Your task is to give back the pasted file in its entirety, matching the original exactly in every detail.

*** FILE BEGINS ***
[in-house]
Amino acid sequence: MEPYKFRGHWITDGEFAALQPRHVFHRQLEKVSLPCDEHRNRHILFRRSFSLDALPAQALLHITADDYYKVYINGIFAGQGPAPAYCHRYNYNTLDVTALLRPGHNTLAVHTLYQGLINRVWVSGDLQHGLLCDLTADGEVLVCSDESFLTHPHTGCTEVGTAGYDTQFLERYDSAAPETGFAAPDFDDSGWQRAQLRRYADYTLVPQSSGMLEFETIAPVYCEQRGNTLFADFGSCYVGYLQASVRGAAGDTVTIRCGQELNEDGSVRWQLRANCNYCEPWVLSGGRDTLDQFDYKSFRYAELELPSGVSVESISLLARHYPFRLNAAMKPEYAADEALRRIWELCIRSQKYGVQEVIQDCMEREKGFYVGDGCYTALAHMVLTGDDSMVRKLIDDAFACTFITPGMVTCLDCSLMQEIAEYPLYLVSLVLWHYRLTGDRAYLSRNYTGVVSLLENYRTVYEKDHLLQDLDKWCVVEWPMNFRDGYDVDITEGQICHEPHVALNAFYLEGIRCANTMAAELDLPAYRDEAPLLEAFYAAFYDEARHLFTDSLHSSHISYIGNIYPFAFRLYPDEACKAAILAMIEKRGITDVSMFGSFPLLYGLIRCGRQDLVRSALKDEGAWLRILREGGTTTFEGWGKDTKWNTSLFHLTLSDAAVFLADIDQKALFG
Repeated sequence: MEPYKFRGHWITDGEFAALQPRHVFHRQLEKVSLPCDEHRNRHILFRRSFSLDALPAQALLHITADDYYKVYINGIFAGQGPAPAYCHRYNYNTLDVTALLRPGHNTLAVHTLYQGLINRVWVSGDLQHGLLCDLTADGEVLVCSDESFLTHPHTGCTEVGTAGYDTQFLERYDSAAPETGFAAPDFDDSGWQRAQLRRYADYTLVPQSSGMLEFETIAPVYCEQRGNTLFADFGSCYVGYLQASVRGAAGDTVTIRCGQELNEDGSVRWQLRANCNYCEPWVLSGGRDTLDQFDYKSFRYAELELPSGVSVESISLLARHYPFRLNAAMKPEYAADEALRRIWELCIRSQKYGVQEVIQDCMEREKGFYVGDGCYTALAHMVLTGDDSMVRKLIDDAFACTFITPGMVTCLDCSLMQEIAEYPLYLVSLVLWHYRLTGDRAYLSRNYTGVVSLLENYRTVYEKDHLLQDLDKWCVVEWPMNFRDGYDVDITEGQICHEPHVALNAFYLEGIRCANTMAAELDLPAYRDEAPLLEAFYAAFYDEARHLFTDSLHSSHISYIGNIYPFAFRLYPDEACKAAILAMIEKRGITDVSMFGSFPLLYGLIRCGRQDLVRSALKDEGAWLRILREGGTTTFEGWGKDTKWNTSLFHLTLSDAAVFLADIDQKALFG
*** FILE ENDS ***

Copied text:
[in-house]
Amino acid sequence: MEPYKFRGHWITDGEFAALQPRHVFHRQLEKVSLPCDEHRNRHILFRRSFSLDALPAQALLHITADDYYKVYINGIFAGQGPAPAYCHRYNYNTLDVTALLRPGHNTLAVHTLYQGLINRVWVSGDLQHGLLCDLTADGEVLVCSDESFLTHPHTGCTEVGTAGYDTQFLERYDSAAPETGFAAPDFDDSGWQRAQLRRYADYTLVPQSSGMLEFETIAPVYCEQRGNTLFADFGSCYVGYLQASVRGAAGDTVTIRCGQELNEDGSVRWQLRANCNYCEPWVLSGGRDTLDQFDYKSFRYAELELPSGVSVESISLLARHYPFRLNAAMKPEYAADEALRRIWELCIRSQKYGVQEVIQDCMEREKGFYVGDGCYTALAHMVLTGDDSMVRKLIDDAFACTFITPGMVTCLDCSLMQEIAEYPLYLVSLVLWHYRLTGDRAYLSRNYTGVVSLLENYRTVYEKDHLLQDLDKWCVVEWPMNFRDGYDVDITEGQICHEPHVALNAFYLEGIRCANTMAAELDLPAYRDEAPLLEAFYAAFYDEARHLFTDSLHSSHISYIGNIYPFAFRLYPDEACKAAILAMIEKRGITDVSMFGSFPLLYGLIRCGRQDLVRSALKDEGAWLRILREGGTTTFEGWGKDTKWNTSLFHLTLSDAAVFLADIDQKALFG
Repeated sequence: MEPYKFRGHWITDGEFAALQPRHVFHRQLEKVSLPCDEHRNRHILFRRSFSLDALPAQALLHITADDYYKVYINGIFAGQGPAPAYCHRYNYNTLDVTALLRPGHNTLAVHTLYQGLINRVWVSGDLQHGLLCDLTADGEVLVCSDESFLTHPHTGCTEVGTAGYDTQFLERYDSAAPETGFAAPDFDDSGWQRAQLRRYADYTLVPQSSGMLEFETIAPVYCEQRGNTLFADFGSCYVGYLQASVRGAAGDTVTIRCGQELNEDGSVRWQLRANCNYCEPWVLSGGRDTLDQFDYKSFRYAELELPSGVSVESISLLARHYPFRLNAAMKPEYAADEALRRIWELCIRSQKYGVQEVIQDCMEREKGFYVGDGCYTALAHMVLTGDDSMVRKLIDDAFACTFITPGMVTCLDCSLMQEIAEYPLYLVSLVLWHYRLTGDRAYLSRNYTGVVSLLENYRTVYEKDHLLQDLDKWCVVEWPMNFRDGYDVDITEGQICHEPHVALNAFYLEGIRCANTMAAELDLPAYRDEAPLLEAFYAAFYDEARHLFTDSLHSSHISYIGNIYPFAFRLYPDEACKAAILAMIEKRGITDVSMFGSFPLLYGLIRCGRQDLVRSALKDEGAWLRILREGGTTTFEGWGKDTKWNTSLFHLTLSDAAVFLADIDQKALFG